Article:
Tim was 33 years old, with a good job, a loving wife and a tendency to disappear without warning. When his wife discovered that he didn’t show up for work and wasn’t at home, she called the police. When the police found his car abandoned several blocks away in an affluent neighborhood surrounded by woods, they called out the local Search & Rescue team. After searching briefly around the vehicle and dispatching teams into the field to look for Tim, searchers located him hunched over in a drainage ditch about 300 feet from his vehicle. He was unresponsive, covered in blood from a gaping neck wound, and ashen colored. A handgun was lying next to him.
What would you do?
After this course you’ll be able to:
- respond to a known or suspected crime scene.
- add value to the crime scene investigation process.
- preserve critical evidence at the crime scene.
- be held in high regard by the scene’s responsible law enforcement agency.
- assist authorities in building a strong case against the perpetrator or a case that suggests that the crime scene was the result of an accident or self-inflicted act.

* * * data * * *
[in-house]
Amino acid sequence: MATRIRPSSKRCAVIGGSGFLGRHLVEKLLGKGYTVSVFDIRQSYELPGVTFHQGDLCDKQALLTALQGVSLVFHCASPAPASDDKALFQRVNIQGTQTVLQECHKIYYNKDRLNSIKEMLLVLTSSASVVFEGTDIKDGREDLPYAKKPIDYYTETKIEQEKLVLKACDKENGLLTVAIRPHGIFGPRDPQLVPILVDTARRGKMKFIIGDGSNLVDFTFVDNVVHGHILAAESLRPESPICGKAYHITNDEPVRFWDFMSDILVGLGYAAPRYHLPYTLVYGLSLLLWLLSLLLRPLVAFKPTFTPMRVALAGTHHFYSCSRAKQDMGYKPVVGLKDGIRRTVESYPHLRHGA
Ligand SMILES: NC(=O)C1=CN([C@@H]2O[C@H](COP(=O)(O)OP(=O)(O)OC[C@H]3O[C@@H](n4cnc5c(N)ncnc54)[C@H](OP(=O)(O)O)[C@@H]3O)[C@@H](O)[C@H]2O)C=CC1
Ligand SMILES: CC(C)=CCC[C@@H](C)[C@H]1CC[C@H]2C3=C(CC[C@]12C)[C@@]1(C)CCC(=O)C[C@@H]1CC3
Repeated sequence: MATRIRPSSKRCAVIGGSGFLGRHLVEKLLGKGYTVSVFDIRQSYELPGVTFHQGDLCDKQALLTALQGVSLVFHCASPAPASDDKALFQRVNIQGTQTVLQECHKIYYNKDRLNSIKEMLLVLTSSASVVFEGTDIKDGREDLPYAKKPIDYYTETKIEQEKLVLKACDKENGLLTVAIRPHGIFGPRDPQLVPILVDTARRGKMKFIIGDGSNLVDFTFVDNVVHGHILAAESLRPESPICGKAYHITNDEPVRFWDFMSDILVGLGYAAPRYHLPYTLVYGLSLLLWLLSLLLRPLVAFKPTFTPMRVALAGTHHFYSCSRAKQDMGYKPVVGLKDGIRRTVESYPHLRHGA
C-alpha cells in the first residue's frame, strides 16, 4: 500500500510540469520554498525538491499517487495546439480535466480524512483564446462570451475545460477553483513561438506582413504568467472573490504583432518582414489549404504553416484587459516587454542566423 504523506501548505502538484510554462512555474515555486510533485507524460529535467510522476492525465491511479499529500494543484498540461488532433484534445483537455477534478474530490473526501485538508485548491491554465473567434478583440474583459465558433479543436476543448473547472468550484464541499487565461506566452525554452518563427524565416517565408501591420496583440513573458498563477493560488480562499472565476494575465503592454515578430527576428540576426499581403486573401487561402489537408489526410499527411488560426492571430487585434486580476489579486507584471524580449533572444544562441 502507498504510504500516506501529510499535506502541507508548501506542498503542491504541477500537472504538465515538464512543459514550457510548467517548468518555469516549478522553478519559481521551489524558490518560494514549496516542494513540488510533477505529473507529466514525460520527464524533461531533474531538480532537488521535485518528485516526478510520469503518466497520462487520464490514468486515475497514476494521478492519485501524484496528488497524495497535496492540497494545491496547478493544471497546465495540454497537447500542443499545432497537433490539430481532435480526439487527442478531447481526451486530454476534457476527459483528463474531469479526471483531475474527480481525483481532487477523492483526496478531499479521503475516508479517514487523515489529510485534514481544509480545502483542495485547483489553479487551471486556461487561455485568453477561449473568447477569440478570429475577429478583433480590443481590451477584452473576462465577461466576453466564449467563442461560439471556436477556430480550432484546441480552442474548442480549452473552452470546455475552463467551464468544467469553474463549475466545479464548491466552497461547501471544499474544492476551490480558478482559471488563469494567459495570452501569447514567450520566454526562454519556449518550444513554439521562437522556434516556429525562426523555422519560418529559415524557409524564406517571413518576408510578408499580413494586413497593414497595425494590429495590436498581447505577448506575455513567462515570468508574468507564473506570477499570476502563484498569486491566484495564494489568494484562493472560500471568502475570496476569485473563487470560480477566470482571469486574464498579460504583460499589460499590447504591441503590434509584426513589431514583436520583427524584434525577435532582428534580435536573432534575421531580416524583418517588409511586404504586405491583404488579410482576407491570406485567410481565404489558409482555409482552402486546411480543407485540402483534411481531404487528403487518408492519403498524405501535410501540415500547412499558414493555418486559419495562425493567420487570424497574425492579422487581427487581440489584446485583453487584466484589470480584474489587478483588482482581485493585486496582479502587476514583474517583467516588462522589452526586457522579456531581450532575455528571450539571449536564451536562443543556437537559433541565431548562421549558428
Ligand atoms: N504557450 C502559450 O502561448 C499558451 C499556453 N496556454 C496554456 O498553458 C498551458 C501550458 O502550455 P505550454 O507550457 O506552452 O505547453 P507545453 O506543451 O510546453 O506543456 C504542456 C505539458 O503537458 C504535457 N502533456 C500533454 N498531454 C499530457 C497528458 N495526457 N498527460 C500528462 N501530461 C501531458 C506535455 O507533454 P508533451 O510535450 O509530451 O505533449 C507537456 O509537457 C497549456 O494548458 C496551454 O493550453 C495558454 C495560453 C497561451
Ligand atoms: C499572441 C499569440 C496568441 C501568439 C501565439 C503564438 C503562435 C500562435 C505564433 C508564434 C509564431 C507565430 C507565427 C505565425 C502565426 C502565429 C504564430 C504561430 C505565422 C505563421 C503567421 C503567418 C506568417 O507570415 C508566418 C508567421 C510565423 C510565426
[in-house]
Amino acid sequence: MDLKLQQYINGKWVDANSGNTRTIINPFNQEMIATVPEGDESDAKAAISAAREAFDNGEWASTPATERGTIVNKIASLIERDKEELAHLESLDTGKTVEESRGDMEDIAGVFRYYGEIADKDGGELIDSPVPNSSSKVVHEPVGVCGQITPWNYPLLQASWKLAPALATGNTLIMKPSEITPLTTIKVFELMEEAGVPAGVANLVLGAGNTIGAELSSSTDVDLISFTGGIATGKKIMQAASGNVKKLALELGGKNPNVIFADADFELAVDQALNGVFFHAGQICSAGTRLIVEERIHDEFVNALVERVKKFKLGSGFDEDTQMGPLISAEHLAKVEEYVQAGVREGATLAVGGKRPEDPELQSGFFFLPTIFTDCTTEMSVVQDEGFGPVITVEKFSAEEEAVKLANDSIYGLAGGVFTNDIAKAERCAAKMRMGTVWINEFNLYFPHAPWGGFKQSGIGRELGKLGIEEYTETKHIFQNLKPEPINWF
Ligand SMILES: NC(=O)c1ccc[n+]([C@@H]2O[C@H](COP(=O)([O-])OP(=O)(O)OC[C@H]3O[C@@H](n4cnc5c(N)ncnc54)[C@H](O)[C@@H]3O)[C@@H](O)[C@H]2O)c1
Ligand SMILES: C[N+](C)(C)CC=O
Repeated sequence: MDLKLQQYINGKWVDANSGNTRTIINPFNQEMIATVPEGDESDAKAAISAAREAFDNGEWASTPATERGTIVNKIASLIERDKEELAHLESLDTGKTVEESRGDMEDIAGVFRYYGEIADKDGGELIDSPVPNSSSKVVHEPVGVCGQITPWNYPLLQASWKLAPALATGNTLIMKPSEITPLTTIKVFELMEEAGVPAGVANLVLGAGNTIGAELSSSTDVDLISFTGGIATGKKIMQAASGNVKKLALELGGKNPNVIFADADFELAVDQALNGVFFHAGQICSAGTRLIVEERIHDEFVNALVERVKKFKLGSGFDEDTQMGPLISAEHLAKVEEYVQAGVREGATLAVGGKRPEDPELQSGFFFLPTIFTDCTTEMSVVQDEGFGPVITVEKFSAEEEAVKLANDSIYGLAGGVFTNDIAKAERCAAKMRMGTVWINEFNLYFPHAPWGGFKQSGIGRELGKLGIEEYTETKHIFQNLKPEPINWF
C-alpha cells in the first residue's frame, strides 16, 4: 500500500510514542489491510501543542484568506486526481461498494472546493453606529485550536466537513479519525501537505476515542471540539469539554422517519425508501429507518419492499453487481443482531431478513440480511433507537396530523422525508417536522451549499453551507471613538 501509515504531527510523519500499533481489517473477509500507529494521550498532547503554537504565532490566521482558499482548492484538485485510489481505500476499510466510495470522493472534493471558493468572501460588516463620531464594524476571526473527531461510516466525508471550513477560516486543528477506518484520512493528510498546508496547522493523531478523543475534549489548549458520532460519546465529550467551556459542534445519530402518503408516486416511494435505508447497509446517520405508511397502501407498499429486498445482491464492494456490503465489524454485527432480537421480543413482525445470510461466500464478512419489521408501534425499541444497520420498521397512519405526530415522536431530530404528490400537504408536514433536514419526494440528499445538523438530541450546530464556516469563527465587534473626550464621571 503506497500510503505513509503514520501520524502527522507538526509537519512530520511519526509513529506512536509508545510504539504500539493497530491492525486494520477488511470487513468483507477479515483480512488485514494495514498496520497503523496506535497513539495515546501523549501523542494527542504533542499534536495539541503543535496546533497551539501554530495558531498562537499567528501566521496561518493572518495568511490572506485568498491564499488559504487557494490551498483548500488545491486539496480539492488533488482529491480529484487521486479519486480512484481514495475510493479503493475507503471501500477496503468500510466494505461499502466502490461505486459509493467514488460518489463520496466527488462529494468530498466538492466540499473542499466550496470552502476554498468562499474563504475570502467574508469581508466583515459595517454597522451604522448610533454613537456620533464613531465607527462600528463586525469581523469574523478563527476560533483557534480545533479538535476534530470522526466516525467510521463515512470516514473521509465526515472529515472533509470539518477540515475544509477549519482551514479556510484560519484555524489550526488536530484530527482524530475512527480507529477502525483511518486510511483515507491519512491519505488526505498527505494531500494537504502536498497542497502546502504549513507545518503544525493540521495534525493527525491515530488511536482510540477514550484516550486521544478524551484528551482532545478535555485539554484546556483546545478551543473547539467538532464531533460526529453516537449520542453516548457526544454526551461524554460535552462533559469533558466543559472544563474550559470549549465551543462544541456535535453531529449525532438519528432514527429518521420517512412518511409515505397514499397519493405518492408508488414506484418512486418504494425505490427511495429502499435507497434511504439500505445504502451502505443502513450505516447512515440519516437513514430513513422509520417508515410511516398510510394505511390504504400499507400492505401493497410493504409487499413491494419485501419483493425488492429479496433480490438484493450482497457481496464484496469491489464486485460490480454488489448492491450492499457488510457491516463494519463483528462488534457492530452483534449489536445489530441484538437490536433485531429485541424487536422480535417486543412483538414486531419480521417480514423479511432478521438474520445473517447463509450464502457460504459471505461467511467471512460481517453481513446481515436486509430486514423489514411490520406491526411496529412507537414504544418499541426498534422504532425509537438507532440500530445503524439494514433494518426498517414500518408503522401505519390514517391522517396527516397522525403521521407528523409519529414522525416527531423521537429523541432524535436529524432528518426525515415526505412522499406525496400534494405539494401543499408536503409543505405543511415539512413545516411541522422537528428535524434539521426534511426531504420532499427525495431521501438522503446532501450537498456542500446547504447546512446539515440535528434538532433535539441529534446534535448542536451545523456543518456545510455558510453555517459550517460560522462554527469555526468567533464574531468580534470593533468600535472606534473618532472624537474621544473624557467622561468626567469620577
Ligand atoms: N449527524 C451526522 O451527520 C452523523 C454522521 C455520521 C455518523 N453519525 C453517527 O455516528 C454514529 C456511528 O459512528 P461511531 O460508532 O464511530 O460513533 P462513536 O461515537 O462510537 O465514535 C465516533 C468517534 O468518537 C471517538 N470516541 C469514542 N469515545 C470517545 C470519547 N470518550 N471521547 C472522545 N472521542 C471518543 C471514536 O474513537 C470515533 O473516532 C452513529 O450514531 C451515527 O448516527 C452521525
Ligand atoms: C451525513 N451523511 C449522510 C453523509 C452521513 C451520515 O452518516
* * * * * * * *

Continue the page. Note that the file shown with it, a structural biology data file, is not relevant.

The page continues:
What is a Crime Scene?
A crime scene is any physical location where a crime has occurred or is suspected of having occurred.
As a responder, your mission includes responding to crime scenes.
In many instances, another responder on your team may locate the crime scene first and your job will be to assist them in establishing the perimeter.
Other times, you may be the first responder to arrive at the crime scene. In that instance, you will have some specific responsibilities to perform when you’re first to arrive.
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